“Behavioral Aesthetics. Techne–Desire–Savoir-faire” - The Polish Journal of Aesthetics No. 52 (1/2019)
The Polish Journal of Aesthetics No. 52 (1/2019)
Daniel Ross (Universidad de Investigación de Tecnología Experimental Yachay, Ecuador)
Adrian Mróz (Jagiellonian University in Cracow, Poland)
Preface with Anaïs Nony (Florida State University)
Submission Deadline: September 30, 2018
This issue will explore answers to the question “what does art do?” rather than “what is art?”. Topics on behavioral modernity, psychology, ethics, politics, sociology, economics or axiology, the philosophy of technology, culture, the philosophy of art, media, video games, memes, and education or other interdisciplinary/transdisciplinary are all welcome as well as any others related to the behavioral dimension of aesthetics. We invite authors to explore the expansion of the notion of the aesthetic to include the ancient Greek (αἴσθησις, aisthesis) meaning of sensibility, sentience, and perception. Thus, the issue is not limited to art, but invites reflections on the various practices and behaviors involved with the aesthetic such as decision making, playing, desire, acting, judging, evaluating, the problem of intimacy, and also the body or soma, feeling, sensation, the ability to suffer, trans and ecstasy, trans-formative powers, symbolism and symbolic violence, synesthesia, anesthesia, and so on. This also encompasses new perspectives on the notion of art as experience, as well as any arts (τέχνη, techne) embodying knowledge (ἐπίσταμαι, epistemai) of doing or making (savoir faire). Furthermore, we would appreciate articles that address the problem posed by the Greek (φάρμακον, pharmakon) in art, as not only as drugs, poisons and medicines, but also as the painter’s paint, scapegoats (social catharsis–φαρμακός, pharmakós), cosmetics, magic talismans and spells, songs, charms and enchanting, as well as rites and rituals.
We may not agree on what art is in a strict metaphysical or ontological definition, but we act as if we do, since works of art and anti-art are commonly considered to be results of action. To behave could be looked at as a joining of being and having, to contain oneself, to be-have, sich behaben, or se porter. Such a “behavioral stance” explores methods of analysis of the manipulative, regulating, and steering aspect (ethics, politics, markets, and economy) of the aesthetic and arts, searching for neobehavioral points of view on symbols and sensation as well as inter-behavioral and intra-behavioral aspects on relations and relationships like in view of new materialism or through the concept of intra-action. Some anticipated topics include:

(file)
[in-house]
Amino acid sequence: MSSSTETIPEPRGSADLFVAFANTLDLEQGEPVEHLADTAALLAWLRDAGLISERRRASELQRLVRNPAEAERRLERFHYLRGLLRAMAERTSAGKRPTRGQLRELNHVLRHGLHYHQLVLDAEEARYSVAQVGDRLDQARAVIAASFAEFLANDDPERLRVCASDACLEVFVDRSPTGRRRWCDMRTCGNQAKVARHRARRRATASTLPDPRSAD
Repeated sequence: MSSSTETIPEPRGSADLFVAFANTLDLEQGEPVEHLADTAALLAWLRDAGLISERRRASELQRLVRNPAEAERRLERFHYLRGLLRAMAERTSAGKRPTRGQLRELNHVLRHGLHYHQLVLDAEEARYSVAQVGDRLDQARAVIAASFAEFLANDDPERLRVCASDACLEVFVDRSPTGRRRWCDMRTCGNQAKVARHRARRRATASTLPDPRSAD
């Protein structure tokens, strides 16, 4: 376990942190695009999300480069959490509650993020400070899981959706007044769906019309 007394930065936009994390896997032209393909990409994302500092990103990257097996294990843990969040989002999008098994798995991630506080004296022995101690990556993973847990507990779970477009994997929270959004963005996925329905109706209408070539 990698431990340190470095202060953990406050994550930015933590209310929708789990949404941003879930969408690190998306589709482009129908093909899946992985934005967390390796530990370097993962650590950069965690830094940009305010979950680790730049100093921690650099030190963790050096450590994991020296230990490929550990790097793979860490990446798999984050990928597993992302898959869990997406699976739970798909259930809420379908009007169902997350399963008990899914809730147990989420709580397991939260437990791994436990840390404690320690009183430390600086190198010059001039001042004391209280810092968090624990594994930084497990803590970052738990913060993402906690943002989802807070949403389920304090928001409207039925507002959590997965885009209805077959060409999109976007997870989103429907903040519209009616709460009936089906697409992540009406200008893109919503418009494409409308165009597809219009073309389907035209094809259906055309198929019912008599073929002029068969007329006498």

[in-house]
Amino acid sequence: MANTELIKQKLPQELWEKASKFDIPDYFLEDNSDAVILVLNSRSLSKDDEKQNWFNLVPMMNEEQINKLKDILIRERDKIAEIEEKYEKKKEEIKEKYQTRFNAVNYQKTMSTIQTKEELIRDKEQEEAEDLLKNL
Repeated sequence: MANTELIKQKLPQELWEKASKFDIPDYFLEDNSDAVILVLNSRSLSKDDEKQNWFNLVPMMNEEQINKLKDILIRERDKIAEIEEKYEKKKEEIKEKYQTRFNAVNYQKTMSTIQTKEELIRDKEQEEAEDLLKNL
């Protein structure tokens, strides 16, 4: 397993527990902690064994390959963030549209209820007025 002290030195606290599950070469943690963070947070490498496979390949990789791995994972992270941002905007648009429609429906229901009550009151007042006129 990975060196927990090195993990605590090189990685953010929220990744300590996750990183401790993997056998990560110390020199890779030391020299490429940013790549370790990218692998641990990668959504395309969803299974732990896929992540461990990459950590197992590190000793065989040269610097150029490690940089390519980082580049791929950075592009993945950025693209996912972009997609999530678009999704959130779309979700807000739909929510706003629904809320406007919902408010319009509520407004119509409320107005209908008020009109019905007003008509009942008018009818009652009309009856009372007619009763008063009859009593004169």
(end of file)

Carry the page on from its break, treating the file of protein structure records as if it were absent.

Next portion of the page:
- Techne incorporates the philosophy of technics and technology in addition to traditionally understood art. What is the role of technology in aesthetics today? How do they impact our habits? How do they create systems of value and evaluation? How do laboratory technologies like brain-Internet connections, brain-to-brain connections, the SciFi hive-mind, or modern Artificial Intelligence impact art? What are the technics of aesthetics?
- The aspect of desire would not only include problems of will, but also of attention, care, forgetting and lack. What does the aesthetic do with desire? What does desire do with behavior? How are art, desire, and behavior related? Is art addictive? Can designer drugs be works of art? How is desire (distraction) depicted in art, such as the narcotic soma of Huxley's Brave New World.
- The notions of savoir-faire and can-do denote an active rather than passive form of achieving artistic or aesthetic affect, perhaps in opposition to simple behavioral drives, like the ones behind market values. What forms of knowledge are gained from artistic experience? Does the aesthetic wrought capabilities? What is the relationship between behavior and stimuli? Is a work of art the mind itself?
The search for the know-how of how to live (savoir vivre) and the can-do in response to such questions is an issue faced by all living in contemporary hyper-industrial culture and society. We hope to provide some reflection that will give society an ability to shape its own aesthetic habits.
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The Polish Journal of Aesthetics is a philosophical-aesthetic periodical, which has been published quarterly since 2001 by the Institute of Philosophy of the Jagiellonian University in Cracow, Poland. The journal has a long editorial tradition and is affiliated with one of the oldest European universities; simultaneously, it continuously grows through systematic development. The editors’ goal is to implement and maintain the highest international publishing standards and practices, resulting in the publication of eminently substantive articles and papers addressing important and topical issues concerning artistic performances and activities. Each year, four volumes of the journal are published: two regular volumes and two thematic volumes, devoted to specific issues of aesthetics and philosophy of art, prepared in co-operation with experts of a particular subject. Calls for Papers for themed volumes are separately distributed.
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